6. #6
    Join Date
    Jul 2009
    Location
    Fayetteville, Georgia
    Posts
    4

    Default

    I did research the Avalanche. However, I erred in looking at weight and not the length of the vehicle. There is too much sway for me for a long trip...so I plan to purchase a second travel trailer--something under 20' and gross weight under 4800 pounds. My other option is to purchase a Class C motorhome.

  7. #7
    Join Date
    Oct 2008
    Location
    Joplin MO
    Posts
    7,423

    Default

    Personally, I'd rather drive a small motorhome than tow a travel trailer. A lot less to worry about and a lot easier to maneuver in tight places than trying to back and fill with a trailer. Isn't a class B big enough for you? That's going to be barely longer than your Avalanche and should get better gas mileage than you towing with the Avalanche.

  8. #8
    Join Date
    Jul 2009
    Location
    Fayetteville, Georgia
    Posts
    4

    Default

    Quote Originally Posted by glc View Post
    Personally, I'd rather drive a small motorhome than tow a travel trailer. A lot less to worry about and a lot easier to maneuver in tight places than trying to back and fill with a trailer. Isn't a class B big enough for you? That's going to be barely longer than your Avalanche and should get better gas mileage than you towing with the Avalanche.

    I am considering a motorhome. My preference for the travel trailer is the ability to drop and go. I do not want to tow another vehicle around for sightseeing. It seems to do what I want to do--I am going to have to tow something--either a travel trailer or a car. Financially, I would have to buy two vehicles (the motorhome) and a small car. I don't know if I want to invest that much money into something that I may not get to use beyond next year. I have cancer and I am always on some drug. If I have to start chemo again, it will be a year or more before I can travel, that is, if everything works out. So, I am trying to find the cheapest and safest way to get to Alaska, not necessarily the easiest.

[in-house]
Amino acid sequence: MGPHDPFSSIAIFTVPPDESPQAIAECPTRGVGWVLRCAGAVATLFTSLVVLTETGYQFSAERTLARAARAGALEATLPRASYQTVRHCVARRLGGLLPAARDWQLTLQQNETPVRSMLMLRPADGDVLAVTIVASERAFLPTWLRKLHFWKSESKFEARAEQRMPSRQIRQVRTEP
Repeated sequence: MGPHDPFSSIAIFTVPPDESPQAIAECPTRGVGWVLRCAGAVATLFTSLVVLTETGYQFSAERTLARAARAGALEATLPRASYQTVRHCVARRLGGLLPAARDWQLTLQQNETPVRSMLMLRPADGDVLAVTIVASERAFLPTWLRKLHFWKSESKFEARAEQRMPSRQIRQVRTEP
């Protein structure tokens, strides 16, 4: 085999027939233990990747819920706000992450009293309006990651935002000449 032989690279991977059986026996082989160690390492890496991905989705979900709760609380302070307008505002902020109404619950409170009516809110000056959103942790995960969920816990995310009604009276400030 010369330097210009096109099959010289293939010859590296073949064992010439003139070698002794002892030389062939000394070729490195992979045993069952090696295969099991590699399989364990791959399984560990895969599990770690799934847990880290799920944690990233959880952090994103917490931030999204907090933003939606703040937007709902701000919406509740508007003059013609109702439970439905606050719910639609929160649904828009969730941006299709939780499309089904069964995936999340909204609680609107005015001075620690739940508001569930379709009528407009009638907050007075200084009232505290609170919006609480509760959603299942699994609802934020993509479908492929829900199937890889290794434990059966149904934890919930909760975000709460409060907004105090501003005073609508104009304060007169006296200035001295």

9. #9
    Join Date
    Oct 2008
    Location
    Joplin MO
    Posts
    7,423

    Default

    In that case, the smallest and lightest travel trailer that appeals to you would be best.

  10. #10
    Join Date
    Mar 2005
    Location
    Washington state coast/Olympic Peninsula
    Posts
    3,319

    Default A little trailer for one

    Do you really need the room, along with the extra weight, that the Jayco Sport has? Personally, I'd look into a hard-sided pop-up like the Chalet or Aliner. With the lesser-weight and bulk, you'll barely know you're towing them. And they still give you water-tight, hard-sided places to sleep and prep/store food. They seem like options that would suit your needs well.

    The Scamp and the TAB might also be good options...just a tad bigger with more storage and amenities, but still easy to tow.